Best planting baskets to use...

mbhoneybee63(5)March 19, 2011

Last year I went to our local pond store and purchased potted plants to adorn my newly built pond. Although I have given it my best shot in overwintering them (only time will tell how successful I have been) I have on order from liveaquaria several different plants. I am assuming I will need to "plant" these in some sort of container when I recieve them in April. I have no experience doing this but have researched it online. No one really gives specifics on the benefits of different types of containers. I was leaning towards the baskets that look like big strawberry baskets (kinda woven looking) but wanted opinions before purchasing them. This is a list of the plants I will be getting:Red Night Blooming Hibiscus, Variegated Water Celery,Corkscrew Rush,Ribbon Grass Strawberries and Cream,White Rush,Spider Lily. Opinions will be appreciated...Thanks, Melissa

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There are endless ways to plant. I have a corkscrew rush that has happilly lived in just a plain plastic pot for a few years. I put water lilies in an oil pan (you didn't mention water lilies but I just threw that in there). I have some plants in the plastic mesh containers. I also have floating islands that I have made (do a search on floating islands and you'll get all kinds of ideas).

There was also a pattern for making planting containers from landscaping fabric but I can't find the thread. Maybe someone else can find it.

Good luck and be sure to post pictures in the Gallery!!! We love pictures.

    Bookmark   March 20, 2011 at 8:57AM
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Thanks pashta for the info. Last fall I found "noodles" marked down to almost nothing and have intentions of making floating pots out of them for early season shade and cover for the fish.
I have tried posting a few pics....keeping my fingers crossed I did it right :)

Here is a link that might be useful: My pond in it's first year 2010

    Bookmark   March 20, 2011 at 10:30AM
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OH, that is so lovely. Thanks

    Bookmark   March 22, 2011 at 5:19PM
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BEAUTIFUL pond!!! Thanks for posting some pics! What kind of lilies are those? They are so pretty and perfect, they look fake!!ha!They must be tropicals?

    Bookmark   March 23, 2011 at 12:52PM
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Yes calamity j, they are tropicals. Unfortunately I cannot remember the name of the purple one, but the peachy/pink one is an Albert Greenberg. I am lucky enough to have quite a large pond store within several miles of me. After their yearly lily festival, they mark all of the tropicals way down. Fully grown, potted and blooming for $14. It bloomed quite nicely for the couple of months till the season ended. Now I have them both in my basement in a small "pond" w/ heater and light hoping to overwinter them.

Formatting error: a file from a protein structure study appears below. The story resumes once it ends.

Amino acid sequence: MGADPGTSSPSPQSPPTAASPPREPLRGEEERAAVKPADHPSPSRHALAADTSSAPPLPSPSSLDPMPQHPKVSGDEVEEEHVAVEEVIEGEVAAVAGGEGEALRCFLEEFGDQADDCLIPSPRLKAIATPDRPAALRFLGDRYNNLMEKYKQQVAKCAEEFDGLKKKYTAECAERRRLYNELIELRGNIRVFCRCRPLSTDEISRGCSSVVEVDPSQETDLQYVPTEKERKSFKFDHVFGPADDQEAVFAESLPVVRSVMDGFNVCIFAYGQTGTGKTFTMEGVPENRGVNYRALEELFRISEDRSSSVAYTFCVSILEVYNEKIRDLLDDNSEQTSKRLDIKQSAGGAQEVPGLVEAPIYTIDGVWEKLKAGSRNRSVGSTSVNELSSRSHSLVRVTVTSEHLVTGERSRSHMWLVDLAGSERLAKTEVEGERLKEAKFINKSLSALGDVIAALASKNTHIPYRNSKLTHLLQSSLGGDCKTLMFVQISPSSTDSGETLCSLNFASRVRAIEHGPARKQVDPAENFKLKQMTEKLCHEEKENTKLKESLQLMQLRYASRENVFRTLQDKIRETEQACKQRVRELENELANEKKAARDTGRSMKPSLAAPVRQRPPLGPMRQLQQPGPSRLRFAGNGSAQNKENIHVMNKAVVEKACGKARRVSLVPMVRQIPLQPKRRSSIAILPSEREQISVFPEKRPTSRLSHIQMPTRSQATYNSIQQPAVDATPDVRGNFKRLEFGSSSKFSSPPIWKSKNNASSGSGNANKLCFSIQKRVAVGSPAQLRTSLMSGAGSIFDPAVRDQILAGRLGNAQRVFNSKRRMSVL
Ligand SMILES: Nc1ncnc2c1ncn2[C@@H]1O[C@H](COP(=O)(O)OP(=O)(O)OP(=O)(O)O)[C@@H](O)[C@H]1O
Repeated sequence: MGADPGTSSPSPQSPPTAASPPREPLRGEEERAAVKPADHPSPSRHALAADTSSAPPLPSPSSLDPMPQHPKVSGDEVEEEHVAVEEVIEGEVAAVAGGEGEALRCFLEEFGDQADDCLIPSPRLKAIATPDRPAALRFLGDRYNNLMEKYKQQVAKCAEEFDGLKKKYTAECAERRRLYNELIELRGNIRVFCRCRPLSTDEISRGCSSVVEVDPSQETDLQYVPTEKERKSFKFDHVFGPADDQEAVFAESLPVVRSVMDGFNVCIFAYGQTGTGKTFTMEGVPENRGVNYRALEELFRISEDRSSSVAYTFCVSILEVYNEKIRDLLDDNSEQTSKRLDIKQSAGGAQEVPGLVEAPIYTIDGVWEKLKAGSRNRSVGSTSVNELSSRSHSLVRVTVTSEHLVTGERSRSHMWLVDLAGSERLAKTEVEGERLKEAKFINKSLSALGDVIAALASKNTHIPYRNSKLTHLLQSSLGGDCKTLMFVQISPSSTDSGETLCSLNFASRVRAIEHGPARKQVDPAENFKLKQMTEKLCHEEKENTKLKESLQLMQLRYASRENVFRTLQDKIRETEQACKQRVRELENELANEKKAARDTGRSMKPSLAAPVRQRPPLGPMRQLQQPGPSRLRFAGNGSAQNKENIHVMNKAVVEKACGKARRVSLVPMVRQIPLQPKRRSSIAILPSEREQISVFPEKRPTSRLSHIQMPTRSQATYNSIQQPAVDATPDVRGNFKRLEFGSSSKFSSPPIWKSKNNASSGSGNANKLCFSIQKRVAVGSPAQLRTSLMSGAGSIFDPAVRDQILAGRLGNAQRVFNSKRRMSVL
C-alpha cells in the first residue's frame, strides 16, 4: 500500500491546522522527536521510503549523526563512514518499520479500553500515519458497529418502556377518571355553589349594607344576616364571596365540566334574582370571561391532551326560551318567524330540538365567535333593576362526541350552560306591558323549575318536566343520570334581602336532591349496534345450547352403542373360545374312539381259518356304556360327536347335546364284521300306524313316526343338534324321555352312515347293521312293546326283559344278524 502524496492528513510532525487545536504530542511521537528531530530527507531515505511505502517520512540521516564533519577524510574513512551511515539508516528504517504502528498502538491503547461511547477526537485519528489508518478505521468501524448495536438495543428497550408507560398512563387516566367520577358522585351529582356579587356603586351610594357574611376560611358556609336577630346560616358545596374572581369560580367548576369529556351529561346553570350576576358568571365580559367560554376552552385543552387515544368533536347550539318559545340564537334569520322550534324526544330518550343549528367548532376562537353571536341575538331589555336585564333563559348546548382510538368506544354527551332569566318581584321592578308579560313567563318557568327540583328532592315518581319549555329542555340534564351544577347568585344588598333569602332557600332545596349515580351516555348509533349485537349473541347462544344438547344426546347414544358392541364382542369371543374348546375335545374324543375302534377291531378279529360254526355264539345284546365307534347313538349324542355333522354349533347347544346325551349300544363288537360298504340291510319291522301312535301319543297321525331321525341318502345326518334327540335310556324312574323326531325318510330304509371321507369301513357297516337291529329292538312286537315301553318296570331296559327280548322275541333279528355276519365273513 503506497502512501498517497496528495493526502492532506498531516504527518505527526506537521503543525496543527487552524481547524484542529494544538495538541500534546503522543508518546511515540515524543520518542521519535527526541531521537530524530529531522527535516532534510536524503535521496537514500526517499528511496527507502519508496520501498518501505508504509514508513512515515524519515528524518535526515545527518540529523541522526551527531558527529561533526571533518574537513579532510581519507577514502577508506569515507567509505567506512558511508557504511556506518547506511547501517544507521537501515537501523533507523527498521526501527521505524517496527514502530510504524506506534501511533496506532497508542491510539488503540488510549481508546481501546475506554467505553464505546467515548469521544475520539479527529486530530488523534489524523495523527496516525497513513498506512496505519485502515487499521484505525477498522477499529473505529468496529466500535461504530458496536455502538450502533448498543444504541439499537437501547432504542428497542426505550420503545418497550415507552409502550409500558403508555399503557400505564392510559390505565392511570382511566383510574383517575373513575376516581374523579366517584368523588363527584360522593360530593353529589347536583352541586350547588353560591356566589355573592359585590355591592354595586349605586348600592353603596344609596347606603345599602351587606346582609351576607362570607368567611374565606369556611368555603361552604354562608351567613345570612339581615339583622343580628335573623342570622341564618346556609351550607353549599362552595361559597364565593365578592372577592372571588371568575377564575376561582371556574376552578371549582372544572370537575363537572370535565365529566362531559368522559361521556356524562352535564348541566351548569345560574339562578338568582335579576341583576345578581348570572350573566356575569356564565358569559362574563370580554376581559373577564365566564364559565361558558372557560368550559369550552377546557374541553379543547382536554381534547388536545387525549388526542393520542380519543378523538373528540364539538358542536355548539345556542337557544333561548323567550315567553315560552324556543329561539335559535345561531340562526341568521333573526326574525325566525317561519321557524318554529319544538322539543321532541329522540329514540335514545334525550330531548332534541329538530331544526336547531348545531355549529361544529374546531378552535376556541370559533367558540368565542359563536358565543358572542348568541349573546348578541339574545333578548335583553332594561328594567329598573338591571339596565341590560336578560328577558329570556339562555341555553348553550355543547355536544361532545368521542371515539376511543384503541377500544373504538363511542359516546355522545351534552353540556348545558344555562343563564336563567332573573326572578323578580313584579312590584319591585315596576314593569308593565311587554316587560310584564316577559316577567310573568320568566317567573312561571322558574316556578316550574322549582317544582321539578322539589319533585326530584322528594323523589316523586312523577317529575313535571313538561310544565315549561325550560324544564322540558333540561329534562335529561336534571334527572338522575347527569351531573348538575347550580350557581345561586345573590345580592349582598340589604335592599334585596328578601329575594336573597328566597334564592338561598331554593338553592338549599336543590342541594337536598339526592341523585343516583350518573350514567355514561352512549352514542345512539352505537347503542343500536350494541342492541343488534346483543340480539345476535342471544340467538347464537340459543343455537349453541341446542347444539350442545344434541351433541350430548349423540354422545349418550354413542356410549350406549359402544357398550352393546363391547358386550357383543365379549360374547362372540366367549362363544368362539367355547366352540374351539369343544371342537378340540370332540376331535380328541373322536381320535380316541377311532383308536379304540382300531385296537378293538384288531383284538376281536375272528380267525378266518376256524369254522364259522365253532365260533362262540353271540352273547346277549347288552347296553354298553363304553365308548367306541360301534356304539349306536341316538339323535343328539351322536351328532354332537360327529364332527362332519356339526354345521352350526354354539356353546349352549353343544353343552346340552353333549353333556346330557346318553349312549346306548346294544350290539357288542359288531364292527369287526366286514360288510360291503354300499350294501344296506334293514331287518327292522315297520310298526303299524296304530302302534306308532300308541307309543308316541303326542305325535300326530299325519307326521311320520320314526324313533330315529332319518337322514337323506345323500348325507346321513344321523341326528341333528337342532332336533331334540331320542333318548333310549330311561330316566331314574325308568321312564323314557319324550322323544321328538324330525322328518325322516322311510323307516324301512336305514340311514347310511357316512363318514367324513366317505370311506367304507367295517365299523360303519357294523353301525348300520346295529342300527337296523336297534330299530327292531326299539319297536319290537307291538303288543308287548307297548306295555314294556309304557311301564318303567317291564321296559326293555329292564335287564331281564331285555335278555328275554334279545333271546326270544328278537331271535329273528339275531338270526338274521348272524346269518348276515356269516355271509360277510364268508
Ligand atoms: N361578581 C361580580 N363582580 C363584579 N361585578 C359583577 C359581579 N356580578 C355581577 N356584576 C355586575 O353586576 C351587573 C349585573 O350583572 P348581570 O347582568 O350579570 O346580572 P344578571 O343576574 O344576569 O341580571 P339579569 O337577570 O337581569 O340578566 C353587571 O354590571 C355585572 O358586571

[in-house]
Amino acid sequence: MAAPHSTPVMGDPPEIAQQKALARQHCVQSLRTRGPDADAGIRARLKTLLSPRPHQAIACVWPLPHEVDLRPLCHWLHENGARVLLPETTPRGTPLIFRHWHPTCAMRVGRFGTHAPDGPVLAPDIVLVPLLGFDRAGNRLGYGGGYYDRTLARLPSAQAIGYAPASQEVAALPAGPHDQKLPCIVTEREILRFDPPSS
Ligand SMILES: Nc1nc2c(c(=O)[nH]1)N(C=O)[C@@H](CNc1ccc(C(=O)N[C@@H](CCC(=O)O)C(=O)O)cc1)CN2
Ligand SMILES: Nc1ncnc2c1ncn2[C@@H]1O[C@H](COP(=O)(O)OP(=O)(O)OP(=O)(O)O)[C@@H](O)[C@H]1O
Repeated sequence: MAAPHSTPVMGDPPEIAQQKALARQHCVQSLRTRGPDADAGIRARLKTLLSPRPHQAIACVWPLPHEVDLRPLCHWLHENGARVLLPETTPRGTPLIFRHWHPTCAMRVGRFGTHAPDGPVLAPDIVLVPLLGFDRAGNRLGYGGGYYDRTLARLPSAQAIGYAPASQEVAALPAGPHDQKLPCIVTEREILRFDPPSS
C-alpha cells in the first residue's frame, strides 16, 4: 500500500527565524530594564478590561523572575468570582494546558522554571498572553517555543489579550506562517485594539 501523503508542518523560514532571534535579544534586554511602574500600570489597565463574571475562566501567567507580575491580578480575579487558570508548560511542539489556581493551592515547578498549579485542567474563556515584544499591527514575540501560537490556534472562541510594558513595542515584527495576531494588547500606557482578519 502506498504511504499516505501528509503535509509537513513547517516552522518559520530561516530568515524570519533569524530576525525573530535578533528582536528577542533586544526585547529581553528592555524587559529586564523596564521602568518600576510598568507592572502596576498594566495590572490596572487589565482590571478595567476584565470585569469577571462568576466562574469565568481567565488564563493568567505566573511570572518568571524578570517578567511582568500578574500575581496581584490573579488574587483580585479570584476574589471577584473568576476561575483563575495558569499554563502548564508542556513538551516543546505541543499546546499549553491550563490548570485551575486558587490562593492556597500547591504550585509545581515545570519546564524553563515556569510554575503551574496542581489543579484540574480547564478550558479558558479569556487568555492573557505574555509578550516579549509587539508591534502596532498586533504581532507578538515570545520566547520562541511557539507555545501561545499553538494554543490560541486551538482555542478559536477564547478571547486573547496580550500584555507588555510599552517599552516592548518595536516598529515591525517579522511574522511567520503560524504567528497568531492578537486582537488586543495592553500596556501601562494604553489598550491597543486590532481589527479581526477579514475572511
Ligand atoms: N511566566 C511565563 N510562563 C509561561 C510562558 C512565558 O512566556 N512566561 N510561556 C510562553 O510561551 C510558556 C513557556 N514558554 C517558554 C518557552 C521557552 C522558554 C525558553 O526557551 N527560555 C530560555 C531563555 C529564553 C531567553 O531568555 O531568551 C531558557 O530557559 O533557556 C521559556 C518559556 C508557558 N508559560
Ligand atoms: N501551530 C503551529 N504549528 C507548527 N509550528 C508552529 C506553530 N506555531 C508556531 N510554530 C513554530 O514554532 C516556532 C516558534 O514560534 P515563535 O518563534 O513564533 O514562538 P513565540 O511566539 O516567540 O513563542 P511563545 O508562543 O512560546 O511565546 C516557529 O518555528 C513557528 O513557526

Thanks to both you and pashta for the nice compliments!

    Bookmark   March 25, 2011 at 6:46PM
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I am new to water and bog gardening and am not clear on how/when to use the mesh or fabric pots. we have some hardy lilies just waking up and poking out and want to repot them in something bigger. I also have several bog lilies and a spider. I have heard the mesh and plastic are good but do you just put the garden soil in them, do I need to line them with something. Opinions?

    Bookmark   March 31, 2013 at 10:56PM
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steiconi(12a-Big Island, HI)

I use the plasticized woven bags that some feed comes in--chicken feed, catfish feed, rabbit get the idea.

Either stand them on the bottom of the pond and roll down the top of the bag to appropriate height OR roll the top of the bag around 2/3 of a pool noodle for a floating pot. Fill with unscented clay kitty litter and fertilizer tabs or your favorite planting medium. If it floats too high in the water, add a rock or two at the bottom.

The kitty litter is made of bentonite, also used for lining natural ponds and is safe for fish and plants--just make sure you get unscented. Special Kitty, the cheapest stuff from Walmart, works fine.

    Bookmark   April 2, 2013 at 1:35AM
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Your pond is quite beautiful just the way you have it set-up now.

I've used many of the same aquatic plants you've mentioned. I suppose my strategy is very similar to Pashta's.

Use mesh pots in the biological filtration basin if it's open air (open to sunlight). This way water flows through to the roots and gets the benefit of filtering. I use rocks as a media for these -- as small as you can go without causing erosion and having'em run off to cloud your water.

Like Pashta I use low but wide (diameter) pans for water lilies... I've not used oil pans but similarly I found round feed pans you can find at country / farm stores, like Tractor Supply, work well -- the base color is almost always black so they're perfect for the bottom of the water garden.

Any submerged aquatic plant I put in media that is part sand and part clay and use solid black pots or containers that I buy from the water garden store here locally. Since they are not mesh you'll get minimal cloudy-runoff. Most often I top these with medium sized decorative rock. and they're placed just below the water level.

Of course I have plenty of floating plants like lettuce and water hyacinths. They really like the heat and sunshine.

This post was edited by pondbucket on Tue, Apr 2, 13 at 2:38

    Bookmark   April 2, 2013 at 2:15AM
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